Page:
• Have you received an eviction notice?
  • Have you had trouble getting repairs completed? 
  •  Have you experienced discrimination in housing because of your race, ethnic origin, marital status, sex, religion, arbitrary reason (i.e. sexual orientation, source of income)? ...
  • Have disputes between tenants and landlords escalated to the point where mediation is needed?
  • Have you moved recently but haven't received your security deposit?
  • Do you need information about your rights and responsibilities?

Southern California Housing Rights Center investigates cases of alleged housing discrimination on the basis of race, color, religion, sex, marital status, national origin, physical or mental disability, familial status, age, and sexual preference. For questions or other assistance please contact the Southern California Housing Rights Center hotline at 310-474-1667.  Assistance is available in Spanish, Mandarin, English, Armenian, Portuguese and Russian.

What is a Community Development Block Grant (CDBG)?

The Community Development Block Grant is a federally funded grant program administered by the U.S. Department of Housing and Urban Development (HUD), aimed to assist low to moderate-income communities in community development projects.  Every year, each city with more than 50,000 people and each county with a population with more than 200,000 automatically receive this funding from the federal government. CDBG dollars can be used to fund community development projects such as:

  • Public Facilities: day care centers, recreational facilities, parks/playgrounds or health centers.
  • Public Improvements: street and sidewalk repairs/improvements, graffiti removal.
  • Public Services: employment services, crime prevention, childcare, health services, fair housing counseling or recreational services.
  • Housing Activities: housing rehabilitation, lead abatement, housing discrimination services, and emergency shelter services.
  • Economic Development: small business loans/grants, job training, construction and rehabilitation of commercial buildings.

What is the Emergency Shelter Grant (ESG) Program?

Emergency Shelter Grant program funds are used to help improve the quality of existing emergency shelters for the homeless, to help make available additional emergency shelters, and to meet the costs of operating shelter and providing essential services to the homeless. The City of Inglewood contracts with two agencies that provide a provision of homeless services.  These agencies are St. Margaret's Center and People Assisting the Homeless (P.A.T.H).

What is the HOME Investment Partnership Act (HOME)?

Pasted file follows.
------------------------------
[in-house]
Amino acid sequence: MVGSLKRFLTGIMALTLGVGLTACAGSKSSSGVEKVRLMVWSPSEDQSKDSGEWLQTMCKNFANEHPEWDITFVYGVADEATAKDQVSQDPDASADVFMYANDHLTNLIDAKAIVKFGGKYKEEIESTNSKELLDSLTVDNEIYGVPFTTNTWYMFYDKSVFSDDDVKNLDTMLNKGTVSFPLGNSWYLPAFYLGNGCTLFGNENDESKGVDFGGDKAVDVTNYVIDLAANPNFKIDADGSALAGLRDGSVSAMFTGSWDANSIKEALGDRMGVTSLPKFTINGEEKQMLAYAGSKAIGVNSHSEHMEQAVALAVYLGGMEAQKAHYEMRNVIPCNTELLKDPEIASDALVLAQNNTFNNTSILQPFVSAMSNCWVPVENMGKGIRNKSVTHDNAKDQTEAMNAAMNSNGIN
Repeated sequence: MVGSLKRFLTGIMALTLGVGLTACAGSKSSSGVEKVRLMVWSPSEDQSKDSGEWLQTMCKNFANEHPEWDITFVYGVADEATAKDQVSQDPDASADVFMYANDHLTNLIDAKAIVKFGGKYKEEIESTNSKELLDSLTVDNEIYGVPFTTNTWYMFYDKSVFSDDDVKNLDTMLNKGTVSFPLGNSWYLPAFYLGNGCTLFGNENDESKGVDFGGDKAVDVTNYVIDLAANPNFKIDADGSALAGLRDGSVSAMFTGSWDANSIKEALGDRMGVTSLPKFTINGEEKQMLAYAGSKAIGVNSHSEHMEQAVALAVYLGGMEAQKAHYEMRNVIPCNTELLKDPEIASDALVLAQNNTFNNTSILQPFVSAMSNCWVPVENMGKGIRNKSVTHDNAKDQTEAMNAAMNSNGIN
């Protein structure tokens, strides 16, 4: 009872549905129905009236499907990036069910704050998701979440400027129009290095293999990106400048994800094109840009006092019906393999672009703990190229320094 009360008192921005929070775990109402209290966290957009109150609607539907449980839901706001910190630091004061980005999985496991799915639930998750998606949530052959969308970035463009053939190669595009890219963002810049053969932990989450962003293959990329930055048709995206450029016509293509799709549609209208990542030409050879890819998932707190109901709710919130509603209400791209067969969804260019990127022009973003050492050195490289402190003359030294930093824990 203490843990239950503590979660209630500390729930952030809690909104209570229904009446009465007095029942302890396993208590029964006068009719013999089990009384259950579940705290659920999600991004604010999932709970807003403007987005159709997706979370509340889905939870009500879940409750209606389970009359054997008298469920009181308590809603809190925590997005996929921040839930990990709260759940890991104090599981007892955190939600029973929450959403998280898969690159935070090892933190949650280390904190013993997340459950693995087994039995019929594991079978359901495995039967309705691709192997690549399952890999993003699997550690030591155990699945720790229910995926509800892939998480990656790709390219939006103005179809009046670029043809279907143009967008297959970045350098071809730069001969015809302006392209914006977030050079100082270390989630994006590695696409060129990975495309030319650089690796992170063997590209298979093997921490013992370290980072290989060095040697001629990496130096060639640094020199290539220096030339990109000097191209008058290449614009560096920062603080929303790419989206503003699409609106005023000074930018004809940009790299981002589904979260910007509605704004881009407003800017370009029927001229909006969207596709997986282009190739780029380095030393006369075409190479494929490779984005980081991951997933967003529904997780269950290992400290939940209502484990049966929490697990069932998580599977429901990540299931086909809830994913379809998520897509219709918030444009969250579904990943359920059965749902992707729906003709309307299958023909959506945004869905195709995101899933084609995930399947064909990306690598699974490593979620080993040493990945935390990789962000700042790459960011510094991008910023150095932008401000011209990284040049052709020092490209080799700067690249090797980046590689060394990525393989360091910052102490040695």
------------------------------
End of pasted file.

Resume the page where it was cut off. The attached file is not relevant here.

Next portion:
The Department of Housing and Urban Development (HUD) allocates HOME Investment Partnership Act funds by formula to eligible state and local governments, including the City of Inglewood to strengthen public-private partnerships to provide more affordable housing. 

Fifteen percent (15%) of HOME funds must be allocated to a Community Housing Development Organization (CHDO).  The City utilizes the remaining eighty-five percent (85%) of HOME funds to expand the supply of decent, safe, sanitary, and affordable housing to very low to moderate-income persons. This is accomplished through implementation of housing programs and projects that provide assistance in the form of grants and deferred loans. HOME Program eligible costs and activities are, program administration, new housing construction, housing rehabilitation, home mortgage/purchase assistance, short term rental assistance.

What type of assistance does the O-E-B-D offer?

We offer a wide range of services and assistance for business in the city of Inglewood.

IDC MICRO LOAN – The City established a micro-loan program for business located in the In-Town Redevelopment Area on Florence to Hillcrest on the North and South and La Brea to Locust on the East and West.  Inglewood administers the program offering loans from $1,000 to $25,000 to eligible businesses.  Loans maybe termed for three to five years and priced below the Prime Rate, for borrowers with excellent credit, to points over the prime rate, for borrowers with less than stellar credit. 

PCR MICRO LOAN – Since the IDC’s micro loan is limited downtown businesses, OEBD developed a lending relationship with Pacific Coast Regional, Inc. to offer loans from $5,000 to $35,000 to Inglewood businesses, citywide.  These loans are sponsored by the SBA and therefore, have stricter credit requirements.  Loans are termed for three to five years and priced from 1 to 3 points over the Wall Street PRIME RATE.  NOTE:  Both Micro Loan programs provide funds to purchase inventory and equipment for advertising expenses or day-to-day operations.  Façade or store front improvements are also eligible uses of these.